Overall we could find radiolucency in 34 of 75 cases (45%) and radiographic loosening in seven shoulders (9.3%). Smaller glenohumeral mismatch correlated with poor radiographic performance and less clinical improvement in SVV and absolute CS. With a mismatch greater than 4.5 mm no radiographic loosening occurred in our cohort. If we compare the clinical outcome regarding the occurrence of any lucency, we could just see a statistical difference between the absolute CS postoperatively, which is lower when radiolucency occurs.
The strengths of our study include that an implant was used for which only the radius of curvature of the bearing was changed and for which the same humeral articulating components had been used. The radiographic measurements were made on computer tomography scans (CT-scans) by two independent observers, blinded to the clinical outcome. The strict application of inclusion and exclusion criteria resulted in a relatively small number of patients, which is a limitation of our study.
Because in the literature, there is no cut-off value for radial mismatch, we formed the group (mismatch < 4.5 mm vs. mismatch ≥4.5 mm) to distinguish between the two design versions of the prothesis. That allowed us to compare the two groups in terms of clinical and radiographically outcome, but of course this does not lead to the establishment of a critical value for radial mismatch.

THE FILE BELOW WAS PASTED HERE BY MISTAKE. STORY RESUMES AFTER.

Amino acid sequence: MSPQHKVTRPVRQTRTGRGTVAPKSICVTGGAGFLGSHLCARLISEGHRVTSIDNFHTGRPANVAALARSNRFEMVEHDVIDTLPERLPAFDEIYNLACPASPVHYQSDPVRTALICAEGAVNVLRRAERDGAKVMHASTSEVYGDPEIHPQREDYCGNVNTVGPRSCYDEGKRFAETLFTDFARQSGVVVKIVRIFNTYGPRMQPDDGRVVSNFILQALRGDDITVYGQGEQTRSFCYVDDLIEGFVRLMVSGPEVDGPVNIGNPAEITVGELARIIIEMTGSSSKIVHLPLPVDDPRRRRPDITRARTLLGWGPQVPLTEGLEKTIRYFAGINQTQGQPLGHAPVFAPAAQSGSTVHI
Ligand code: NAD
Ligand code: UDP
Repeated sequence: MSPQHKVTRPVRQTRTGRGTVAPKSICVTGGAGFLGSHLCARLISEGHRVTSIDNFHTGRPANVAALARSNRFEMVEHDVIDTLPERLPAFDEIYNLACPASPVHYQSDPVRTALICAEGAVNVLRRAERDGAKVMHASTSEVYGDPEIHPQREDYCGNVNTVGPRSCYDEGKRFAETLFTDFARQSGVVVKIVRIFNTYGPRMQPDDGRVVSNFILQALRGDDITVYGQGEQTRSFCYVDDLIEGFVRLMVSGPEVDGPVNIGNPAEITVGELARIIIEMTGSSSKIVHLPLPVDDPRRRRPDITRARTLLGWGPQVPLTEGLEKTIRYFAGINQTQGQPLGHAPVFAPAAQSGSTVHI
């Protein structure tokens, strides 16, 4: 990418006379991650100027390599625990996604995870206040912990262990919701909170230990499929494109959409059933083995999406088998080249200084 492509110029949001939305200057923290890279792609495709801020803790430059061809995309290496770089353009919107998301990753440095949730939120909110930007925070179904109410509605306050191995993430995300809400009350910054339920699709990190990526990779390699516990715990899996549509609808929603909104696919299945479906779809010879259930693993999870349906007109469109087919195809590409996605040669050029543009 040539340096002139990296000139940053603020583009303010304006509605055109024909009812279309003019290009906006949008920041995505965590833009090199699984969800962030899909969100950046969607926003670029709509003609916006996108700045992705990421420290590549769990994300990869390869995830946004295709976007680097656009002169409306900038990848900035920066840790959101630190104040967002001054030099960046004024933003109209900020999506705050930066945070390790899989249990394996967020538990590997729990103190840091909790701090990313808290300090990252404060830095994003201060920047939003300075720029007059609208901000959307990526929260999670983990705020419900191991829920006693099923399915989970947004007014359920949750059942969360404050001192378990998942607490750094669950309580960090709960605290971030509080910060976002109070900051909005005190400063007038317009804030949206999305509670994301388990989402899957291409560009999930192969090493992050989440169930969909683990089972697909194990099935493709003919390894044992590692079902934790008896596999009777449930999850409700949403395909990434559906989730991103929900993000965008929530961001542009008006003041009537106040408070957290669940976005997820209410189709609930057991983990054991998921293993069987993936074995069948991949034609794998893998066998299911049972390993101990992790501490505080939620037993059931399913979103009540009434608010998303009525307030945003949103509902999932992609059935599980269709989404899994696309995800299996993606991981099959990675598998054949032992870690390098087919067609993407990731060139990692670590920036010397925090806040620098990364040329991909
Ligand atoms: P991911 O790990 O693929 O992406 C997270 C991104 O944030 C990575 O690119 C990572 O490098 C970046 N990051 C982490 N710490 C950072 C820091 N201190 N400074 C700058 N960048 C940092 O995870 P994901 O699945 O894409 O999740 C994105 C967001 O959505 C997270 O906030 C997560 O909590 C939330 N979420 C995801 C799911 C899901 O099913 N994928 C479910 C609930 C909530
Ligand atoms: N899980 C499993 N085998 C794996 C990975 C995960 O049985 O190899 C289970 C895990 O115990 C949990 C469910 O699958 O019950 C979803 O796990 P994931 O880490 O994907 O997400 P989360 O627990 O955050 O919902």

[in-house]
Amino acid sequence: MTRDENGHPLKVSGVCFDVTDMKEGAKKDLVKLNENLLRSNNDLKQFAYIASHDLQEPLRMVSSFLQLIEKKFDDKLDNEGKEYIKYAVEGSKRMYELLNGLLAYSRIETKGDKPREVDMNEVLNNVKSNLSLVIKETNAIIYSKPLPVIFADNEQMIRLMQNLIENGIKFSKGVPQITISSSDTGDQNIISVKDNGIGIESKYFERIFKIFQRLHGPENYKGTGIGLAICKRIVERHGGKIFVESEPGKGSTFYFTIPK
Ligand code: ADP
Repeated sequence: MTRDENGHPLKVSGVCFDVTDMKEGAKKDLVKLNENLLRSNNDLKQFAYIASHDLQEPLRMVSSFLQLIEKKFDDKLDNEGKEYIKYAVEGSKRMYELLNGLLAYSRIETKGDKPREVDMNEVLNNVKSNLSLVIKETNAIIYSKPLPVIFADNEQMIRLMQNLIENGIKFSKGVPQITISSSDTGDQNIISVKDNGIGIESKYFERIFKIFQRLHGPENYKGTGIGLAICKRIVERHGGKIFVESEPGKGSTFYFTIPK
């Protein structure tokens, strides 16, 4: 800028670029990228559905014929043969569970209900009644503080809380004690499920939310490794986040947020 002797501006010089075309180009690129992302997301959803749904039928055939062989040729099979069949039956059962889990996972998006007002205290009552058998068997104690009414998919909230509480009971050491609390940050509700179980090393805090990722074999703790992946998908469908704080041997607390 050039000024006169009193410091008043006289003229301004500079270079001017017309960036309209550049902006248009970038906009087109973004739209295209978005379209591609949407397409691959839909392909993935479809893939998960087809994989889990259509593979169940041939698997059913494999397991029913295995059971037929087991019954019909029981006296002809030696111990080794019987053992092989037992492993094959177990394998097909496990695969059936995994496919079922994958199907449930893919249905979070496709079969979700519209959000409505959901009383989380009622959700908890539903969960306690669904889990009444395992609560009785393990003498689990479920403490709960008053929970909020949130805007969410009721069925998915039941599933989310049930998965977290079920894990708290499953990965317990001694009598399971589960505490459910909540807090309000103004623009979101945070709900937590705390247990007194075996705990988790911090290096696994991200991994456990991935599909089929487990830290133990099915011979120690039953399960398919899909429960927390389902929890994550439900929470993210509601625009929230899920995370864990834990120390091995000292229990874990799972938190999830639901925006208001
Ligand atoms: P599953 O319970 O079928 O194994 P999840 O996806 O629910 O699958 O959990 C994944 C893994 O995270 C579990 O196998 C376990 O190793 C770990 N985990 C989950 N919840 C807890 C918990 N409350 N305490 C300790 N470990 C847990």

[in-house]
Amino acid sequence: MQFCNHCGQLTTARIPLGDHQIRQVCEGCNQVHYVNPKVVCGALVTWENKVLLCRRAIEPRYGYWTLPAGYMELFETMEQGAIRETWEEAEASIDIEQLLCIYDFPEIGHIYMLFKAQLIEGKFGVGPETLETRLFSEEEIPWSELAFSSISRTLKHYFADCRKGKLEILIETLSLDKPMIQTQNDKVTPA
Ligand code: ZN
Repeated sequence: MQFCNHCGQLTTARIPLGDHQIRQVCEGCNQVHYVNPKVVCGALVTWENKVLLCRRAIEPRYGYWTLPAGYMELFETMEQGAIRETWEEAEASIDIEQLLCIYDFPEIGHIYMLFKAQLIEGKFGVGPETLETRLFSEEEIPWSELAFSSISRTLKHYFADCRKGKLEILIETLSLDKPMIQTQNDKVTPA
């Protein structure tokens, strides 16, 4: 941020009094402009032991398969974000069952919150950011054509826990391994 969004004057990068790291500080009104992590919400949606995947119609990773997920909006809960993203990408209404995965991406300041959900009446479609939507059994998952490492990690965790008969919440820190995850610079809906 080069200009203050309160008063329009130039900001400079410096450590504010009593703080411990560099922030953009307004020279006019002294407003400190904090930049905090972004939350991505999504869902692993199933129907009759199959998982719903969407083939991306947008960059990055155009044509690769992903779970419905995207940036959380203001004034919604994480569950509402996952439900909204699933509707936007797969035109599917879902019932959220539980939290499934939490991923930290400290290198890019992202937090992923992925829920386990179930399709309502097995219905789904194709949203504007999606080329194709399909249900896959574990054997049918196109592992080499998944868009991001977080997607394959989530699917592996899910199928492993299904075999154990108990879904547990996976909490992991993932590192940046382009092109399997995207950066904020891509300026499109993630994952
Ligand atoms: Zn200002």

There is no evidence that surgical technique as well as cementing technique has changed over time, but unconscious changes may have played a role, which makes it difficult to attribute all the differences in the results exclusively to the implant change. In fact in our hospital we had to change the cement in 2002 from Allofix® to Palacos® because first was not produced anymore. It is recognized that the patients with mismatch equal or over 4.5 mm had a mean follow-up which is substantially and significantly longer. With the unquestioned progressive nature of glenoid loosening  this strengthens and validates the interpretation of the improvement of our results using a mismatch of more than 4.5 mm. All other demographic data as age, sex, involved side, diagnosis and primary or revision surgery weren’t significant different in the two groups.
We conclude that a lower conformity of the radii of humerus and glenoid seems to improve the loosening performance in TSA. Perhaps critical values regarding the recommended mismatch need to be revalued and adjusted.
Availability of data and materials
The dataset analyzed during the current study is not publicly available due to patient protection act but are available in anonymized form from the corresponding author on reasonable request.
- Abs. CS:
Absolute Constant score
- Rel. CS:
Aged-related Constant score